1. The Ministry of Home Affairs (MHA) and Ministry of Law (MinLaw) today announced enhancements to the investigation and court processes for sexual crimes, to better protect victims of such offences. These enhancements include collaboration with various organisations such as the Singapore General Hospital (SGH) and the Association of Women for Action and Research (AWARE) to reinforce the victim-centric approach to investigations.
2. These enhancements follow the announcement in August 2016 by the Minister for Home Affairs and Minister for Law, Mr K. Shanmugam, that MHA and MinLaw would be reviewing the effectiveness of investigation and court processes in dealing with sexual crimes.
Current Investigation and Court Processes
3. The measures in place today to support sexual crime victims during investigation and court processes are:
(i) Availability of multiple channels for victims to report sexual crimes, including hospitals, schools and social service organisations such as the Sexual Assault Care Centre (SACC) run by AWARE;
(ii) Police officers trained to handle sexual crime victims with sensitivity;
(iii) Trained volunteers from the Victim Care Cadre (VCC) Programme are available to provide emotional support to all sexual crime victims; and
(iv) The Sexual Crime Victim Care Centre provides victims with a safe and conducive environment to facilitate investigations into serious sexual crimes.
(v) Legal safeguards are built into court proceedings, and judges have broad powers to protect victims during the court process, including through gag orders, closed door hearings and video-link testimonies; and
(vi) The law also prohibits lawyers from making statements that are intended or calculated to vilify, insult or annoy a witness.
4. While victims of sexual crimes are accorded strong protection today throughout the investigation process and court proceedings, reducing the stress and trauma for these victims continues to be a priority.
5. Following the review, MHA and MinLaw will introduce new initiatives to reinforce the existing measures and ensure that the process remains sensitive to the needs of the victims:
(i) The Police have set up the One-Stop Abuse Forensic Examination (OneSAFE) Centre in partnership with SGH. The OneSAFE Centre, which was operationalised on 15 Jan 17 allows sexual crime victims to undergo the necessary forensic and medical examinations in a private facility in the Police Cantonment Complex. In this initiative, the OneSAFE Centre will serve adult rape victims whose cases are reported within 72 hours of the assault, and who do not require other medical attention;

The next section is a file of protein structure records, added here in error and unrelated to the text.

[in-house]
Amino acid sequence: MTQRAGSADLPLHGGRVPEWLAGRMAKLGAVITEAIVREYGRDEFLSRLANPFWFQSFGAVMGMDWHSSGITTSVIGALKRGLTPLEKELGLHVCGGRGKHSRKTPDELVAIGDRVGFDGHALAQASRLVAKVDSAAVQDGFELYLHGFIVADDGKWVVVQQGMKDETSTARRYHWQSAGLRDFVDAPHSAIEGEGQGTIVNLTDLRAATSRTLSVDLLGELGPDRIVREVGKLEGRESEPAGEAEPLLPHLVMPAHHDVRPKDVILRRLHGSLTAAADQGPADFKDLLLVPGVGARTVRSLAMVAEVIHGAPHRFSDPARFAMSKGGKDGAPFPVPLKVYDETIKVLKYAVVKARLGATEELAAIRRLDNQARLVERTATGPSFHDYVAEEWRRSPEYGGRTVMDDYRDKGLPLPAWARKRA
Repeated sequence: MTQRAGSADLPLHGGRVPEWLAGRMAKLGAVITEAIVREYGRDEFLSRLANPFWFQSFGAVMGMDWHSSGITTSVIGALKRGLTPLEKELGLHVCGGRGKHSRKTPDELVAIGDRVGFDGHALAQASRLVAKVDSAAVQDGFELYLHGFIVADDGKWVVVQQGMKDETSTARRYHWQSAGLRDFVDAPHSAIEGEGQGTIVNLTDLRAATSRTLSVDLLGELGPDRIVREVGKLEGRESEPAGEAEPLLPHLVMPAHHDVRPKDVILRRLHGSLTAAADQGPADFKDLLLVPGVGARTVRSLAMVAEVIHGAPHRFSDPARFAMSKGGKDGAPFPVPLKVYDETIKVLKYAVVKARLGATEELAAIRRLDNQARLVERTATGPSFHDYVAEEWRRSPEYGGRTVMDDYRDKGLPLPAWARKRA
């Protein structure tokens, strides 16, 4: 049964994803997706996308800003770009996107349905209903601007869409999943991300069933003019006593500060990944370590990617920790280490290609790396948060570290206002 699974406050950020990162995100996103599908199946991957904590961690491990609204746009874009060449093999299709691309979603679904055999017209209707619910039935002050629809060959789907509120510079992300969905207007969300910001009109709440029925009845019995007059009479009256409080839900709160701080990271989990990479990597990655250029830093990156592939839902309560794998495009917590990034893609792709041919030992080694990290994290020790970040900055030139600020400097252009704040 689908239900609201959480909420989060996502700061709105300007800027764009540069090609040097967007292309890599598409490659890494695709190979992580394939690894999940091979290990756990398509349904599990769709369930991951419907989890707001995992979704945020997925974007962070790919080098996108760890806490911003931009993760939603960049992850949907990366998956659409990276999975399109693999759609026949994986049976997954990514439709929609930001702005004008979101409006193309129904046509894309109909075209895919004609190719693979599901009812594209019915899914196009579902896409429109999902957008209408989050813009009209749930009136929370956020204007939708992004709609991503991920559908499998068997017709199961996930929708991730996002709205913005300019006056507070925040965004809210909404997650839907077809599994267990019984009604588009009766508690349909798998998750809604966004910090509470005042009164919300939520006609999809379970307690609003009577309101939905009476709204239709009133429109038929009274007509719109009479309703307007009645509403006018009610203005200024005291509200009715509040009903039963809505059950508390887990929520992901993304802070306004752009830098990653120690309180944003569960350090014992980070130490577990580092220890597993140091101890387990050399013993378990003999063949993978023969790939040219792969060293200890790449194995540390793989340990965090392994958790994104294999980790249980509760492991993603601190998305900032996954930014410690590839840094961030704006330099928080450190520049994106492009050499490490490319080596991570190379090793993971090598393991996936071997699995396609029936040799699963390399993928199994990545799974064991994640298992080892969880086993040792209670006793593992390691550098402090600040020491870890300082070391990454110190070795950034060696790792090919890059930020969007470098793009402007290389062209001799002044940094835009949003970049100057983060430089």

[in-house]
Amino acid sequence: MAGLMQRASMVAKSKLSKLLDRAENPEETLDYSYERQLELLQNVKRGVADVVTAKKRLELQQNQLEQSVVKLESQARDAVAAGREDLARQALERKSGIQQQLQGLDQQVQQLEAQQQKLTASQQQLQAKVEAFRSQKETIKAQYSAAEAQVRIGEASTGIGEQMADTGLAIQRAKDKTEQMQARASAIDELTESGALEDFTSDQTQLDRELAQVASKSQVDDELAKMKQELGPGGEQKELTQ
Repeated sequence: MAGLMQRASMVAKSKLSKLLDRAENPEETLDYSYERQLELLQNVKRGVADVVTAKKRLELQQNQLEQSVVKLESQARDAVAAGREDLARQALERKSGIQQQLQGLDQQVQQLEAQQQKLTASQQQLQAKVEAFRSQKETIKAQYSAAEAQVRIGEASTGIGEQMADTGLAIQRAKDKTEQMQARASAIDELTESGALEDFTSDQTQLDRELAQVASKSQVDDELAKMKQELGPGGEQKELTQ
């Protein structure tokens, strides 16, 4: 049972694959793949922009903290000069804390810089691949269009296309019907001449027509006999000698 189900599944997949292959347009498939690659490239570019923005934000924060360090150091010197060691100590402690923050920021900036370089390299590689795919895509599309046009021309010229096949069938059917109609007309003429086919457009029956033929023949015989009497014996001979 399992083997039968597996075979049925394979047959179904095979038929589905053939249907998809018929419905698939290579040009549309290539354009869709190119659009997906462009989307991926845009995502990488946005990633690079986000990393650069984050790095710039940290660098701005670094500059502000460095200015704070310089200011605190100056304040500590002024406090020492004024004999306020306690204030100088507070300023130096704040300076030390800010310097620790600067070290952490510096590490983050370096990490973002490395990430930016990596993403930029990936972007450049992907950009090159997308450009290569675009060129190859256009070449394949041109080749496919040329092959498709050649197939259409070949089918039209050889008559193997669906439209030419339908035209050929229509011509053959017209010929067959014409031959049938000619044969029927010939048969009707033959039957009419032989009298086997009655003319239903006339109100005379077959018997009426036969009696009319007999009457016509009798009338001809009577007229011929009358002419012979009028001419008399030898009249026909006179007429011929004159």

(ii) The Police will collaborate with AWARE to develop a training video based on the experiences of SACC clients. The training video, which will be ready by Q3 2017, will complement Police training to sensitise officers to the victims' experience during the investigation process;
(iii) The Police and MinLaw will work on an information pamphlet to educate victims on investigation and court processes, including victim care and support measures, so as to encourage victims to come forward;
(iv) MinLaw will strengthen laws and court processes to reduce the stresses of the court process for victims. This could include enhancing restrictions on cross-examination in court and introducing new ways to better protect victims' privacy and confidentiality;
(v) MHA and MSF are exploring longer-term ideas to enhance victim care. For example, MHA and MSF are studying multi-disciplinary interviewing models for intra-familial child abuse cases investigated by the Police and MSF. This will reduce the need for victims to recount their traumatic experience repeatedly to different officers;
(vi) MHA and MinLaw will review the existing punishment regime for sexual offences. This review will include a consideration of the sentences imposed in past cases.